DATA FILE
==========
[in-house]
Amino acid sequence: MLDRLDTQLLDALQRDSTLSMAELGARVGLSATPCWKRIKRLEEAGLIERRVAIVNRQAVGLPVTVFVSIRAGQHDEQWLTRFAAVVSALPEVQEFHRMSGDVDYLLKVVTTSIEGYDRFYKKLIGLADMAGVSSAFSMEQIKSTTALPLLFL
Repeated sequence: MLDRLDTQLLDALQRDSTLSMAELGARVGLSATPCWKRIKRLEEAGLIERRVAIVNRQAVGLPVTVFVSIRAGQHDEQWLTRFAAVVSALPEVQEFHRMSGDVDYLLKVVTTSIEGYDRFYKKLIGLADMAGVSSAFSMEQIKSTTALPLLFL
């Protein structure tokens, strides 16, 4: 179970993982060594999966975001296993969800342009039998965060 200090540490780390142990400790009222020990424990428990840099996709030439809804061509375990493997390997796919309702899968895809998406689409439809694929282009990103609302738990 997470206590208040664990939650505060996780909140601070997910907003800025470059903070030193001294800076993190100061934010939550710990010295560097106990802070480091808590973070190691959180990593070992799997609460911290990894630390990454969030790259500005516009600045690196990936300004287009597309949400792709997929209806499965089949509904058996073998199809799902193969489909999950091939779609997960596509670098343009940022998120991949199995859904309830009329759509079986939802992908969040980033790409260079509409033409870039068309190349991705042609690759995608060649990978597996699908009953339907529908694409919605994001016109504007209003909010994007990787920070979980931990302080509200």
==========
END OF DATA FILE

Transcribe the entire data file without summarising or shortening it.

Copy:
[in-house]
Amino acid sequence: MLDRLDTQLLDALQRDSTLSMAELGARVGLSATPCWKRIKRLEEAGLIERRVAIVNRQAVGLPVTVFVSIRAGQHDEQWLTRFAAVVSALPEVQEFHRMSGDVDYLLKVVTTSIEGYDRFYKKLIGLADMAGVSSAFSMEQIKSTTALPLLFL
Repeated sequence: MLDRLDTQLLDALQRDSTLSMAELGARVGLSATPCWKRIKRLEEAGLIERRVAIVNRQAVGLPVTVFVSIRAGQHDEQWLTRFAAVVSALPEVQEFHRMSGDVDYLLKVVTTSIEGYDRFYKKLIGLADMAGVSSAFSMEQIKSTTALPLLFL
């Protein structure tokens, strides 16, 4: 179970993982060594999966975001296993969800342009039998965060 200090540490780390142990400790009222020990424990428990840099996709030439809804061509375990493997390997796919309702899968895809998406689409439809694929282009990103609302738990 997470206590208040664990939650505060996780909140601070997910907003800025470059903070030193001294800076993190100061934010939550710990010295560097106990802070480091808590973070190691959180990593070992799997609460911290990894630390990454969030790259500005516009600045690196990936300004287009597309949400792709997929209806499965089949509904058996073998199809799902193969489909999950091939779609997960596509670098343009940022998120991949199995859904309830009329759509079986939802992908969040980033790409260079509409033409870039068309190349991705042609690759995608060649990978597996699908009953339907529908694409919605994001016109504007209003909010994007990787920070979980931990302080509200």